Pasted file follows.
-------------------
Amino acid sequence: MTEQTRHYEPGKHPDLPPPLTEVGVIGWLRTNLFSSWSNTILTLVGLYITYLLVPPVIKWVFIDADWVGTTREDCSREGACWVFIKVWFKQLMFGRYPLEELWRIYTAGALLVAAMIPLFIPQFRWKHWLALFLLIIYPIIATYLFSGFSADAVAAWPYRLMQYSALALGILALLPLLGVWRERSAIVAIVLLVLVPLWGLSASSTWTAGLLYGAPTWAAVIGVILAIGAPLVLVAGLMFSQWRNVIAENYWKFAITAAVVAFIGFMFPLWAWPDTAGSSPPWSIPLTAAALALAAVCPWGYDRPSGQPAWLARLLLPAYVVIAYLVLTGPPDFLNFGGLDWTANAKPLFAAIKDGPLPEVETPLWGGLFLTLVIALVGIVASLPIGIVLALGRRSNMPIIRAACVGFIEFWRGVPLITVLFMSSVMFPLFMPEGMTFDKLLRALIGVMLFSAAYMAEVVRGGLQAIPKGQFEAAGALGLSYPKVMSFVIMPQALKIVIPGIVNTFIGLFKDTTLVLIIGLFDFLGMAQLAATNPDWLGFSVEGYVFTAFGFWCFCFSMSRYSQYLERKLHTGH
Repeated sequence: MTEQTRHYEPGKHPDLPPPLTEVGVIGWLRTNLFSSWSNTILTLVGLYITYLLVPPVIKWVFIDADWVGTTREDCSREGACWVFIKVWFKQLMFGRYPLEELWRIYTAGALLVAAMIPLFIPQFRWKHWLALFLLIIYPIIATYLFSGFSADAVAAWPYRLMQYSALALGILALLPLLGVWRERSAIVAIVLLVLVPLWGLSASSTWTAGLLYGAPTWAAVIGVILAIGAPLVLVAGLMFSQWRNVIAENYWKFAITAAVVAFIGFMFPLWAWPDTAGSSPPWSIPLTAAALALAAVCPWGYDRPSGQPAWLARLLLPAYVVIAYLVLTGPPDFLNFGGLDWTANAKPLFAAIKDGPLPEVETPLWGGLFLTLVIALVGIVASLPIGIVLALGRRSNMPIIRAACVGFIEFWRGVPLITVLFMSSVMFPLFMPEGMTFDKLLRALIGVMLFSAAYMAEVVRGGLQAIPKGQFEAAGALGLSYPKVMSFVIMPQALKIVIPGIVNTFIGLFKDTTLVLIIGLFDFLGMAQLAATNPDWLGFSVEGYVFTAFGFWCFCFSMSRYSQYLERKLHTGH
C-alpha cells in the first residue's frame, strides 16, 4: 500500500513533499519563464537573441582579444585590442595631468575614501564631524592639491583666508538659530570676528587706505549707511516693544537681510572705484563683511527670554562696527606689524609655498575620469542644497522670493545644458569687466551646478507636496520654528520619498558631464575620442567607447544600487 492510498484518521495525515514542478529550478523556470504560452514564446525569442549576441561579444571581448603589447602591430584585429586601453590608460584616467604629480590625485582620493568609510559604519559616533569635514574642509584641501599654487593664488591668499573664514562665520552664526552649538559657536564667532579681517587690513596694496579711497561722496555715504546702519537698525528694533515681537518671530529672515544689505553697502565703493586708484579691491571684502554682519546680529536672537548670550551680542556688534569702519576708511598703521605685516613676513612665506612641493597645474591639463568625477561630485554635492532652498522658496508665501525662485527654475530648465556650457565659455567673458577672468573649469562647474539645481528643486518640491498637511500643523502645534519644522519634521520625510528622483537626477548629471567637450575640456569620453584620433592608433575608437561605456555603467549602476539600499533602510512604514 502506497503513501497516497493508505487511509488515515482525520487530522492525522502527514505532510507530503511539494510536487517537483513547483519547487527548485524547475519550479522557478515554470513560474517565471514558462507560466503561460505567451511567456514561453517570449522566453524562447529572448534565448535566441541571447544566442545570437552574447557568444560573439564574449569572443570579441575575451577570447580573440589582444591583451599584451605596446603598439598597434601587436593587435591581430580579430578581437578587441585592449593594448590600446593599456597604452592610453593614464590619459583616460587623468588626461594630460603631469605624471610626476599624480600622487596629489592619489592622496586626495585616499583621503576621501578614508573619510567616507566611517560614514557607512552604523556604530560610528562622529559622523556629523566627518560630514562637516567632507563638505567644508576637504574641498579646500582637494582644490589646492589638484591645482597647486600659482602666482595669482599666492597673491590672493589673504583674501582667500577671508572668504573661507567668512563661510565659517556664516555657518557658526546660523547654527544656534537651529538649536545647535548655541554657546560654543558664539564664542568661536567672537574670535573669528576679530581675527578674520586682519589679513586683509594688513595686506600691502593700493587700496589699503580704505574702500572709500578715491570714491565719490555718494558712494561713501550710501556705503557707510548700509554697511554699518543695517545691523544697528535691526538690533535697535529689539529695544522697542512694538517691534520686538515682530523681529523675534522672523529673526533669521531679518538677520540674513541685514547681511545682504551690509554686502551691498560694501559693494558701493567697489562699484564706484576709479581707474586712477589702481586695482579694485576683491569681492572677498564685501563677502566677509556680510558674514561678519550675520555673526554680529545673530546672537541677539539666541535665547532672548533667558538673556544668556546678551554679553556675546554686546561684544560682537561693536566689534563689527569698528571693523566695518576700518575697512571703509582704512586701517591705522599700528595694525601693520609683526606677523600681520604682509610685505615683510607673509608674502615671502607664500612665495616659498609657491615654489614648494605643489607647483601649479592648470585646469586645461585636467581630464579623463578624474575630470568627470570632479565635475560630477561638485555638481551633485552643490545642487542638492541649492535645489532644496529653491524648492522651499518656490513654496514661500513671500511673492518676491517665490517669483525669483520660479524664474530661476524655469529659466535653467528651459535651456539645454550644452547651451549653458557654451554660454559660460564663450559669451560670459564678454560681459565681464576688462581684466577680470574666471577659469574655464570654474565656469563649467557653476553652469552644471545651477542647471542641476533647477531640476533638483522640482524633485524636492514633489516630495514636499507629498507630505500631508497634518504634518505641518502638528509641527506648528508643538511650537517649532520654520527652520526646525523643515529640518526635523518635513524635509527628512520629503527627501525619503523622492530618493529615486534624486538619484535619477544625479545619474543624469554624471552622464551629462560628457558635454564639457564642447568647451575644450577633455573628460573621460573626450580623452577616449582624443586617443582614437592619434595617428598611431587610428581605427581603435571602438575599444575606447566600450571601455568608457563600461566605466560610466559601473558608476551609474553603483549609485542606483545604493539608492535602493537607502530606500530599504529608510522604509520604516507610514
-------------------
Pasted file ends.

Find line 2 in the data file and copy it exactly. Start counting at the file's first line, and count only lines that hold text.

Repeated sequence: MTEQTRHYEPGKHPDLPPPLTEVGVIGWLRTNLFSSWSNTILTLVGLYITYLLVPPVIKWVFIDADWVGTTREDCSREGACWVFIKVWFKQLMFGRYPLEELWRIYTAGALLVAAMIPLFIPQFRWKHWLALFLLIIYPIIATYLFSGFSADAVAAWPYRLMQYSALALGILALLPLLGVWRERSAIVAIVLLVLVPLWGLSASSTWTAGLLYGAPTWAAVIGVILAIGAPLVLVAGLMFSQWRNVIAENYWKFAITAAVVAFIGFMFPLWAWPDTAGSSPPWSIPLTAAALALAAVCPWGYDRPSGQPAWLARLLLPAYVVIAYLVLTGPPDFLNFGGLDWTANAKPLFAAIKDGPLPEVETPLWGGLFLTLVIALVGIVASLPIGIVLALGRRSNMPIIRAACVGFIEFWRGVPLITVLFMSSVMFPLFMPEGMTFDKLLRALIGVMLFSAAYMAEVVRGGLQAIPKGQFEAAGALGLSYPKVMSFVIMPQALKIVIPGIVNTFIGLFKDTTLVLIIGLFDFLGMAQLAATNPDWLGFSVEGYVFTAFGFWCFCFSMSRYSQYLERKLHTGH